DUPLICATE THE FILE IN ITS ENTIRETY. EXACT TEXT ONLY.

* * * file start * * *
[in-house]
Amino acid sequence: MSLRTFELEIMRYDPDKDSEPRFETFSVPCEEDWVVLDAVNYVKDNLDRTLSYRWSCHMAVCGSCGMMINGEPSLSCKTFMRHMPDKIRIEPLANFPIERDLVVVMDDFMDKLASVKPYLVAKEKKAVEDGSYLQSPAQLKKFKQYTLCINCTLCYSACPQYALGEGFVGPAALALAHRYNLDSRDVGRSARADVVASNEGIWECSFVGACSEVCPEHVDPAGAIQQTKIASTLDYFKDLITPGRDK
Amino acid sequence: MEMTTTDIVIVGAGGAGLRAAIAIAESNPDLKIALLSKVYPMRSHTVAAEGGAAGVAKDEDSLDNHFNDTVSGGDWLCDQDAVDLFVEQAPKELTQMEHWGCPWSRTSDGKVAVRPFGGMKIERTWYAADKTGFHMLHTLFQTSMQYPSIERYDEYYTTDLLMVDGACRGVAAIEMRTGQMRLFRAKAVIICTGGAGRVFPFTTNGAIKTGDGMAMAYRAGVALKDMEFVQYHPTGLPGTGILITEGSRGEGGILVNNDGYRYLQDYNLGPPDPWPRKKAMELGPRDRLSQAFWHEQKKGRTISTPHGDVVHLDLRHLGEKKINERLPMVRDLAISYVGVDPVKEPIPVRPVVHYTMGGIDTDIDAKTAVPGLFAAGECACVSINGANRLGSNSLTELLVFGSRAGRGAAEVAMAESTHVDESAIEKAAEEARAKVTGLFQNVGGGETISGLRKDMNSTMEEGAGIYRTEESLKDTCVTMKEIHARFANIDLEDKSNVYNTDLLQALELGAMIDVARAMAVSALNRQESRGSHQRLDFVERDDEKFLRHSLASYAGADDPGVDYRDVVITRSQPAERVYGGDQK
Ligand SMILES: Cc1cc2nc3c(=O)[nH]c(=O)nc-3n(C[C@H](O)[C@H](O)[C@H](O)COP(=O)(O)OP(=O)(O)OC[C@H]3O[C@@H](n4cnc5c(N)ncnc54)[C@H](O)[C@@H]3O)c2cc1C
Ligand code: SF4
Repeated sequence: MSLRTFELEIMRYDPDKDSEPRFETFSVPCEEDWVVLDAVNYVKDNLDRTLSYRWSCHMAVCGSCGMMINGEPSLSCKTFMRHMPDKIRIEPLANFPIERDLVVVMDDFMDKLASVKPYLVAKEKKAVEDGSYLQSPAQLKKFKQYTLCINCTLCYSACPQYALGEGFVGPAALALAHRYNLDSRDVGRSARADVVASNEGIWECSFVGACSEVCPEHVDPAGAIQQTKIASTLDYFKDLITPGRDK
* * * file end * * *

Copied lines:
[in-house]
Amino acid sequence: MSLRTFELEIMRYDPDKDSEPRFETFSVPCEEDWVVLDAVNYVKDNLDRTLSYRWSCHMAVCGSCGMMINGEPSLSCKTFMRHMPDKIRIEPLANFPIERDLVVVMDDFMDKLASVKPYLVAKEKKAVEDGSYLQSPAQLKKFKQYTLCINCTLCYSACPQYALGEGFVGPAALALAHRYNLDSRDVGRSARADVVASNEGIWECSFVGACSEVCPEHVDPAGAIQQTKIASTLDYFKDLITPGRDK
Amino acid sequence: MEMTTTDIVIVGAGGAGLRAAIAIAESNPDLKIALLSKVYPMRSHTVAAEGGAAGVAKDEDSLDNHFNDTVSGGDWLCDQDAVDLFVEQAPKELTQMEHWGCPWSRTSDGKVAVRPFGGMKIERTWYAADKTGFHMLHTLFQTSMQYPSIERYDEYYTTDLLMVDGACRGVAAIEMRTGQMRLFRAKAVIICTGGAGRVFPFTTNGAIKTGDGMAMAYRAGVALKDMEFVQYHPTGLPGTGILITEGSRGEGGILVNNDGYRYLQDYNLGPPDPWPRKKAMELGPRDRLSQAFWHEQKKGRTISTPHGDVVHLDLRHLGEKKINERLPMVRDLAISYVGVDPVKEPIPVRPVVHYTMGGIDTDIDAKTAVPGLFAAGECACVSINGANRLGSNSLTELLVFGSRAGRGAAEVAMAESTHVDESAIEKAAEEARAKVTGLFQNVGGGETISGLRKDMNSTMEEGAGIYRTEESLKDTCVTMKEIHARFANIDLEDKSNVYNTDLLQALELGAMIDVARAMAVSALNRQESRGSHQRLDFVERDDEKFLRHSLASYAGADDPGVDYRDVVITRSQPAERVYGGDQK
Ligand SMILES: Cc1cc2nc3c(=O)[nH]c(=O)nc-3n(C[C@H](O)[C@H](O)[C@H](O)COP(=O)(O)OP(=O)(O)OC[C@H]3O[C@@H](n4cnc5c(N)ncnc54)[C@H](O)[C@@H]3O)c2cc1C
Ligand code: SF4
Repeated sequence: MSLRTFELEIMRYDPDKDSEPRFETFSVPCEEDWVVLDAVNYVKDNLDRTLSYRWSCHMAVCGSCGMMINGEPSLSCKTFMRHMPDKIRIEPLANFPIERDLVVVMDDFMDKLASVKPYLVAKEKKAVEDGSYLQSPAQLKKFKQYTLCINCTLCYSACPQYALGEGFVGPAALALAHRYNLDSRDVGRSARADVVASNEGIWECSFVGACSEVCPEHVDPAGAIQQTKIASTLDYFKDLITPGRDK